Automakers often brag about the towing abilities of their pickups, encouraging shoppers to believe that their vehicles could safely pull almost anything.
The towing claims are effective, moving heavy metal in the single most profitable product segment in the auto industry.
They are also highly dubious. All but one pickup manufacturer refuse to follow standardized towing-capacity tests they all agreed four years ago to adopt for 2013 models -- test procedures that would lower the towing capacity ratings they now claim.
Instead, automakers follow their own test regimens and advertise claims that could encourage customers to push their vehicles beyond safe limits in terms of stopping and control.
The years-long industry effort to develop a voluntary, verifiable, common towing standard is stuck -- trapped by automakers afraid to disarm unilaterally in the middle of a pitched pickup PR battle.
The SAE's J2807 towing test standard, adopted by automakers in 2009 and scheduled to go into effect for all pickups in the 2013 model year, now is being followed in the segment only by Toyota.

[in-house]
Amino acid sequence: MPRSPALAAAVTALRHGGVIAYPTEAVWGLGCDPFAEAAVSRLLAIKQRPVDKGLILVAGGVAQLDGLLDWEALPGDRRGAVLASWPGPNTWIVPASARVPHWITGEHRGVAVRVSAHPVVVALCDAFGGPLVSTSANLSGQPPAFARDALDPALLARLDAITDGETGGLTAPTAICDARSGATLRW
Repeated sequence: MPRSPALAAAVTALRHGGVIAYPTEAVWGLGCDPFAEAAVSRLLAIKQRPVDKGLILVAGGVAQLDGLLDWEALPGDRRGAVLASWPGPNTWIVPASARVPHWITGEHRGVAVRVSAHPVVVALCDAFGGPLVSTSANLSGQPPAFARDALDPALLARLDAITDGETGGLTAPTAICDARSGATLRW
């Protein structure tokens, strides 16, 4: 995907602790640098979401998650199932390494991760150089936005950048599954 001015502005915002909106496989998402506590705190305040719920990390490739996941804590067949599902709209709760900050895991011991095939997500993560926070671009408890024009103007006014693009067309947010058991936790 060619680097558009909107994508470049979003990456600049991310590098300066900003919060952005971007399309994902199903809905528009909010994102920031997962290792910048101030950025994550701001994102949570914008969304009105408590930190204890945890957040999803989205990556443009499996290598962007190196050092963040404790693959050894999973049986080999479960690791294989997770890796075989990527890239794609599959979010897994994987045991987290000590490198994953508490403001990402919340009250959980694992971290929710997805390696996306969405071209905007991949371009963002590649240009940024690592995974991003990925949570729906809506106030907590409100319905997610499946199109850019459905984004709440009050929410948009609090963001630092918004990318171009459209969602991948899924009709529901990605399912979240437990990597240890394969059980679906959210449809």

What the standardized test procedures mean for a manufacturer is this: If you want to claim that your pickup tows a certain amount of weight, it must do so under the precise conditions spelled out in the standard.
Chrysler Group, General Motors, and segment leader Ford Motor Co. have backed away from their commitments to test their pickups in compliance with the standard. Like Cold War superpowers, they cite a distrust that their competitors will reciprocate among the reasons to delay their agreement from four years ago.
"The customers are the ones that are the biggest losers here," said Mark Williams, editor of Pickuptrucks.com, which has championed the common standard and railed against the failure to implement it. "In the truck world, we understand pissing matches.
"But this isn't about bragging rights. This is about benefiting the people you supposedly serve and making sure they are using your product safely."